Immigration reform and border security were major topics of discussion in the one-on-one conversation between U.S. Senator Ron Johnson and WKOW-TV reporter Emilee Fannon at the Cap Times Idea Fest on Saturday.
Johnson, the Oshkosh Republican who won re-election to the Senate in 2016 and currently stands as the sole Republican in Wisconsin holding statewide elected office, was asked to offer his thoughts on President Donald Trump’s use of military funds to build additional fencing along the U.S.-Mexico border, which recently resulted in a diversion of funds away from Madison’s Truax Field.
“All of a sudden President Trump came in and he made this a big issue, and all of a sudden it became a divisive issue,” Johnson said. “It’s unfortunate, but we do need better barriers.”
He then qualified the remark by stating his belief that the wall will not fix the current problem of people exploiting what he perceives as “our really lax immigration laws.”
When asked to clarify his opinion on the Truax Field situation, Johnson said “that money will be easily refunded through the appropriation process,” and that the funds will be “earmarked and Congress will just backfill that money in 2020’s appropriation bill.”
“Truax Field will get the funds,” he said.
In discussing his future legislation goals, Johnson said he is going to “continue to pursue immigration reform.” In the near-term, he said he would like to see actions similar to measures taken in 2005 when a surge of Brazilians began illegally crossing into the U.S. from Mexico. He referenced a process of expedited removal called “Operation Texas Hold ‘Em” that he said focused on the undocumented Brazilian immigrants, adjudicated their cases and sent them back to Brazil on a “first-in, first-out” basis.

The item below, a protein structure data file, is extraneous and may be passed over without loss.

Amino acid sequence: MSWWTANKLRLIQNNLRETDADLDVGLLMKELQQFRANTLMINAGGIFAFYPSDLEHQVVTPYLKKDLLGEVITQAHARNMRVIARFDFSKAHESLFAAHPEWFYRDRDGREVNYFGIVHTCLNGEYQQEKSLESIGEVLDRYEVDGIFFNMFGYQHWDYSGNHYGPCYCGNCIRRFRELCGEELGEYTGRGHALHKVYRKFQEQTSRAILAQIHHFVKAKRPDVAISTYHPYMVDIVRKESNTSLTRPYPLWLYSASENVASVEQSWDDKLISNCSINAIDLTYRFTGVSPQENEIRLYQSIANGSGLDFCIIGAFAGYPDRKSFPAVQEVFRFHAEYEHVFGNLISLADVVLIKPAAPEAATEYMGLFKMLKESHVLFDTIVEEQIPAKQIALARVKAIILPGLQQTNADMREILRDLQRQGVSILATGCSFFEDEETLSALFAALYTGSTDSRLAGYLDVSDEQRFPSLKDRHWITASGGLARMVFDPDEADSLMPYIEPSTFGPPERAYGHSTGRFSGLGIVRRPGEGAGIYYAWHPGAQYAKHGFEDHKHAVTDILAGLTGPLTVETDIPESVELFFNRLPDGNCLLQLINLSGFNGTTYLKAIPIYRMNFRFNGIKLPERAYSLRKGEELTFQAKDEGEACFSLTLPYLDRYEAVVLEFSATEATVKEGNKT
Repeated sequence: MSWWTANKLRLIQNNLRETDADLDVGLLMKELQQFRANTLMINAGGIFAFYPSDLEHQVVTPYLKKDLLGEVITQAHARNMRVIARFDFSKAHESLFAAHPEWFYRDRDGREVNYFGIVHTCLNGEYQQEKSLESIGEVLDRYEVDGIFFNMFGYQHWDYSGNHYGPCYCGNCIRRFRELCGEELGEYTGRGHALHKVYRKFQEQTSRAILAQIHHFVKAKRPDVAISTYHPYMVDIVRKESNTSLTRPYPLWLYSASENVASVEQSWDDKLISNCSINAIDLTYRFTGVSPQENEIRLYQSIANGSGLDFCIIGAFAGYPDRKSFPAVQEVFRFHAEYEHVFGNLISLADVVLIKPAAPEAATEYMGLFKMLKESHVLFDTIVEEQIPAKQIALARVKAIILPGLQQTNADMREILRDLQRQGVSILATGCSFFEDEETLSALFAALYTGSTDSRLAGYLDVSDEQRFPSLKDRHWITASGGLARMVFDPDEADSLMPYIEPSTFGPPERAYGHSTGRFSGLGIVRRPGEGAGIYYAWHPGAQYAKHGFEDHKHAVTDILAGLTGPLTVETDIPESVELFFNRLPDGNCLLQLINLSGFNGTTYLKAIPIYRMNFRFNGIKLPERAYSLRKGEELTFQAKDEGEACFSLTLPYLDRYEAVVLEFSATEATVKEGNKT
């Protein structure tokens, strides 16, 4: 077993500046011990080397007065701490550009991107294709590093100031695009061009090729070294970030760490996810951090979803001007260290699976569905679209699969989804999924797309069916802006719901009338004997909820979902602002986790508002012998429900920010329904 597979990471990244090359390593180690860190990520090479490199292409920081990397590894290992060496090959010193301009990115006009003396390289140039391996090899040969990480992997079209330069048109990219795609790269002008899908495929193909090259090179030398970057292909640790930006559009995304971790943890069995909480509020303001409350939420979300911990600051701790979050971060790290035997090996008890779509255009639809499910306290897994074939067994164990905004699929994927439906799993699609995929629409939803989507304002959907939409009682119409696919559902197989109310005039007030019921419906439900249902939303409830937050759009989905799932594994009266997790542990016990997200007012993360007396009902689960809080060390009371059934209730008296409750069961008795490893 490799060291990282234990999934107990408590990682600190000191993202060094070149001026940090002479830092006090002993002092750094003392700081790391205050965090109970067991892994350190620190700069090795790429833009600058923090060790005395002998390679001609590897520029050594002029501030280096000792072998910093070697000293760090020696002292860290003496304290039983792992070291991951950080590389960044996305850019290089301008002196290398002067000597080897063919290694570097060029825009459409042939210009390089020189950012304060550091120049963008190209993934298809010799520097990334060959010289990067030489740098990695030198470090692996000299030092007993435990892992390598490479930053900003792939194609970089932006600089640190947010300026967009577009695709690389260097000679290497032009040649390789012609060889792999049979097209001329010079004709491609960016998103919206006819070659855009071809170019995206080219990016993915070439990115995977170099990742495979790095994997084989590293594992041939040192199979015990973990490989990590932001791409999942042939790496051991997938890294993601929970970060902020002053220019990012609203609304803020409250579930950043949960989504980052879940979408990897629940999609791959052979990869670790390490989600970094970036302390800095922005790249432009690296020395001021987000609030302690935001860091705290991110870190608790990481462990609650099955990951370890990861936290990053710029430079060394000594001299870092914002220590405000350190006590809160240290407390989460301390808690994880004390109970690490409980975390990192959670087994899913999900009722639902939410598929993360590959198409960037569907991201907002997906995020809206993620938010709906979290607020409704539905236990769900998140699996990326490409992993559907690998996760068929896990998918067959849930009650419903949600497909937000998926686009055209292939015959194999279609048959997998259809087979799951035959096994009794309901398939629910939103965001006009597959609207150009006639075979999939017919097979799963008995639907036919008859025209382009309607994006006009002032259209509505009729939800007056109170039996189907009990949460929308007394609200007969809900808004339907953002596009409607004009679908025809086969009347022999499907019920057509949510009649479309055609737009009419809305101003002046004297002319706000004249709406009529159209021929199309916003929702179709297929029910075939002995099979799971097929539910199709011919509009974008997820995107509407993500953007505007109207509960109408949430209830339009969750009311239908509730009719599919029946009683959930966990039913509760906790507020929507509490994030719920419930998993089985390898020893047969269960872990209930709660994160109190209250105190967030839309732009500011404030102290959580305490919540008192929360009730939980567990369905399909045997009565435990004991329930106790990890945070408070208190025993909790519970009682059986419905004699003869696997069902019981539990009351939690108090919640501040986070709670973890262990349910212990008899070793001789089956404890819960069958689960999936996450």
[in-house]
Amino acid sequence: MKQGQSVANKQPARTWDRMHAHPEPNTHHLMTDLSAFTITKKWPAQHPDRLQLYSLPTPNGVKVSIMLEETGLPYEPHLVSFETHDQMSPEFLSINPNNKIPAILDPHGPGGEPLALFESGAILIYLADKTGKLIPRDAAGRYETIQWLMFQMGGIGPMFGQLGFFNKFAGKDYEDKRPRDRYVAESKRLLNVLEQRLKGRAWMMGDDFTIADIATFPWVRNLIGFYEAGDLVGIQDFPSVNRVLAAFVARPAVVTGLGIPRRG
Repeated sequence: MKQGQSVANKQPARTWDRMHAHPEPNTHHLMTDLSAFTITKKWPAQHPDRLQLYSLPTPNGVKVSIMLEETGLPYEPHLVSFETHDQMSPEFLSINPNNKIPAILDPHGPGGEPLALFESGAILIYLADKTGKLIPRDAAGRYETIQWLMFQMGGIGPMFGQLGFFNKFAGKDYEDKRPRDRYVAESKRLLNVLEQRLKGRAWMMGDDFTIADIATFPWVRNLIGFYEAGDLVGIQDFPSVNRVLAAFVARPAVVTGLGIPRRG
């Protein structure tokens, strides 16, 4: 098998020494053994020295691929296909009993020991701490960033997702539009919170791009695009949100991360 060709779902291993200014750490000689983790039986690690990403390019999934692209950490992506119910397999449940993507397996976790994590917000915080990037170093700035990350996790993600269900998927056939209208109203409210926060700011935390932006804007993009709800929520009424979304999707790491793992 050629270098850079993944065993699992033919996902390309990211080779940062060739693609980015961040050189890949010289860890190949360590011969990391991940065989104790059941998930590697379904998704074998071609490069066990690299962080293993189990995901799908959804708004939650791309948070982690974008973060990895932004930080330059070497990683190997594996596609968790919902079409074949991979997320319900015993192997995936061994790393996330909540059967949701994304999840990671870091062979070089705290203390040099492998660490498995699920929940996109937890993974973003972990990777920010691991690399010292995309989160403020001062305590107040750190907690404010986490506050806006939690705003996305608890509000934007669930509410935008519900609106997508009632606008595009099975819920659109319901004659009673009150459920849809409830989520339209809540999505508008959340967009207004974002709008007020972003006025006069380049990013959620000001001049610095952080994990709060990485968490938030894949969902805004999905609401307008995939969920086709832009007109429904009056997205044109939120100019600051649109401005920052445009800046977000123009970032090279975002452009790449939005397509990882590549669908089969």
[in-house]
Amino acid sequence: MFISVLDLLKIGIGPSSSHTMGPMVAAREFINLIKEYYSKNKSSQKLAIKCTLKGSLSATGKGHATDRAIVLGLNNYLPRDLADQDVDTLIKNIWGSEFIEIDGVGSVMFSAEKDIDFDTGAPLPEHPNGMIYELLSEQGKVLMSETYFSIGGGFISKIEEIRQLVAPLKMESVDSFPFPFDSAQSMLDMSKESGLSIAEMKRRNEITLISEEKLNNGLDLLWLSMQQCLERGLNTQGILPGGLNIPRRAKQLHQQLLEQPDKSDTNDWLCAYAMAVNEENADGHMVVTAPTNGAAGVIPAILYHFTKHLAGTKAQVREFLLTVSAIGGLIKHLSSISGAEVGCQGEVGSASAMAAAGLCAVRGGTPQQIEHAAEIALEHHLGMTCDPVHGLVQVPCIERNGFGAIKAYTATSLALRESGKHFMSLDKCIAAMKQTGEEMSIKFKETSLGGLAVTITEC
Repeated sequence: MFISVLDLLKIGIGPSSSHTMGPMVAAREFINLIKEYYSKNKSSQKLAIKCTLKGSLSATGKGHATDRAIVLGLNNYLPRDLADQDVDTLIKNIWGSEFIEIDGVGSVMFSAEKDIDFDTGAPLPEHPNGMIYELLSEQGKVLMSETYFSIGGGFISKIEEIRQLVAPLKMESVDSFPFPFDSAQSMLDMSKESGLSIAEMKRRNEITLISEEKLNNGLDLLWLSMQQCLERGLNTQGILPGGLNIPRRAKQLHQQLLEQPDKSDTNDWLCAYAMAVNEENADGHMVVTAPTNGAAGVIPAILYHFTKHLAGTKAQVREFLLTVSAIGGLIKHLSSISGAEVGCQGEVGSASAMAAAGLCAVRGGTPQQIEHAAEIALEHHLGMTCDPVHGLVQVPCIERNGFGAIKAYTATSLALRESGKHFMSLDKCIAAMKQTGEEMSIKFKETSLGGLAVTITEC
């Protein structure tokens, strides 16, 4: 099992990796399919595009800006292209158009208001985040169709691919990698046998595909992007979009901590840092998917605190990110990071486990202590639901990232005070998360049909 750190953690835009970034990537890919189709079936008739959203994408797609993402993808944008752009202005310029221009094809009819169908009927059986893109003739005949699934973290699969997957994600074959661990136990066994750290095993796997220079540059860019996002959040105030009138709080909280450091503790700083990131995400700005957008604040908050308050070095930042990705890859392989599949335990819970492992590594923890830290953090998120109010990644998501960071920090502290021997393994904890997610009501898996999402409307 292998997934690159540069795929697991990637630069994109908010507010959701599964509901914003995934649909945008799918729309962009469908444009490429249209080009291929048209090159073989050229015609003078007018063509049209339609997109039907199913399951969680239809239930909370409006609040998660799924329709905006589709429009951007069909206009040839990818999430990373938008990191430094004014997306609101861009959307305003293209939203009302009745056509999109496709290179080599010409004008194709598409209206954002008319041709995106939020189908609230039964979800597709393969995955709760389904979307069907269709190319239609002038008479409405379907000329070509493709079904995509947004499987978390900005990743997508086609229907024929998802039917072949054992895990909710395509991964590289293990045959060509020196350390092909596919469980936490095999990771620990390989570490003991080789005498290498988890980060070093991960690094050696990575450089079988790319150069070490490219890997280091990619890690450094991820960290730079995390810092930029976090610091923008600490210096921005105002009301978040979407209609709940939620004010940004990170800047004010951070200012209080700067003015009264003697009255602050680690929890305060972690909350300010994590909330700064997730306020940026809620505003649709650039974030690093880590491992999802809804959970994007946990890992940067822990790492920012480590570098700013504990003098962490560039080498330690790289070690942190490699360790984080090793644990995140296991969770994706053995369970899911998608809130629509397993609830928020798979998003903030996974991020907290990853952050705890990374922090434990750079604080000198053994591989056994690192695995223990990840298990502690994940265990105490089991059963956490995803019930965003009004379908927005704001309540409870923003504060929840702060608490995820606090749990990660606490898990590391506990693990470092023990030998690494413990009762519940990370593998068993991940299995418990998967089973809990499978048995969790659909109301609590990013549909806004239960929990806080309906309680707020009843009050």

In the longer-term, he detailed more comprehensive legislation goals of simplifying the visa system, which he called “a mess.” He pointed out that this goal is a key component introduced by senior White House adviser Jared Kushner’s recent immigration proposal plan.
While voicing approval for the plan in how it aims to “transition the legal immigration system from one of primarily family-reunification to people coming into our country to contribute to our economy,” Johnson also made a few distinctions between his own views and Kushner’s on immigration.
“The big focus of [Kushner’s] visa system is high-skill workers,” said Johnson. “I want people of all skills. I want to be able to design our legal immigration system to fit our economy, no matter what the skill.”
Fannon also brought up Trump’s trade war with China, another issue directly affecting Wisconsinites, and asked Johnson about the effect of tariffs on farmers.
“He knows full-well that I’m not a real supporter of the strategy that he’s undertaken,” Johnson said. “What we should be doing is focusing on the primary problem as China and we should get the rest of the world combined, allied, toward making China comply.”
“Farmers’ patience is running thin,” he added. “But they really have given this administration a fair amount of slack in terms of trying to bring China into compliance.”
Johnson was also asked about the future of his political career and if he plans to run for re-election in 2022.
“Reality changes,” said Johnson. “When I said second and final, I meant it, and that’s still my preference. I think twelve years is more than enough, but I really felt that the House of Representatives would be our firewall against some of the more extreme leftist proposals. I’ll re-evaluate after 2020.”